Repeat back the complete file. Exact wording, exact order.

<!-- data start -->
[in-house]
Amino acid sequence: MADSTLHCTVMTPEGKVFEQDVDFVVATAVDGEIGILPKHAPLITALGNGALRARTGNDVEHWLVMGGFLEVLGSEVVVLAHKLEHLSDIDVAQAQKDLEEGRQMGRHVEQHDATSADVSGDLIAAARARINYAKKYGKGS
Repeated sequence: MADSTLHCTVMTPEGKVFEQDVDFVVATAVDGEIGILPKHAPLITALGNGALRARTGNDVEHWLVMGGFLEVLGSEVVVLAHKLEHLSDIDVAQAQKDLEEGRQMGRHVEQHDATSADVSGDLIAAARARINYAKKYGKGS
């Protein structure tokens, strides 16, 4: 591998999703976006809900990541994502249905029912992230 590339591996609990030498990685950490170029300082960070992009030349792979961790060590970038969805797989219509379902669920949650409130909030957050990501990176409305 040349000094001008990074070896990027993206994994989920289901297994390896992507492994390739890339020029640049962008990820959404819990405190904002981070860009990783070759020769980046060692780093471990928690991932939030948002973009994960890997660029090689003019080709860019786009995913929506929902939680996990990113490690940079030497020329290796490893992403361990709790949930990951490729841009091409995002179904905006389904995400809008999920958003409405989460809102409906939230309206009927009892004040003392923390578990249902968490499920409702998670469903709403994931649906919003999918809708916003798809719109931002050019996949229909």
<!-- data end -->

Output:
[in-house]
Amino acid sequence: MADSTLHCTVMTPEGKVFEQDVDFVVATAVDGEIGILPKHAPLITALGNGALRARTGNDVEHWLVMGGFLEVLGSEVVVLAHKLEHLSDIDVAQAQKDLEEGRQMGRHVEQHDATSADVSGDLIAAARARINYAKKYGKGS
Repeated sequence: MADSTLHCTVMTPEGKVFEQDVDFVVATAVDGEIGILPKHAPLITALGNGALRARTGNDVEHWLVMGGFLEVLGSEVVVLAHKLEHLSDIDVAQAQKDLEEGRQMGRHVEQHDATSADVSGDLIAAARARINYAKKYGKGS
């Protein structure tokens, strides 16, 4: 591998999703976006809900990541994502249905029912992230 590339591996609990030498990685950490170029300082960070992009030349792979961790060590970038969805797989219509379902669920949650409130909030957050990501990176409305 040349000094001008990074070896990027993206994994989920289901297994390896992507492994390739890339020029640049962008990820959404819990405190904002981070860009990783070759020769980046060692780093471990928690991932939030948002973009994960890997660029090689003019080709860019786009995913929506929902939680996990990113490690940079030497020329290796490893992403361990709790949930990951490729841009091409995002179904905006389904995400809008999920958003409405989460809102409906939230309206009927009892004040003392923390578990249902968490499920409702998670469903709403994931649906919003999918809708916003798809719109931002050019996949229909």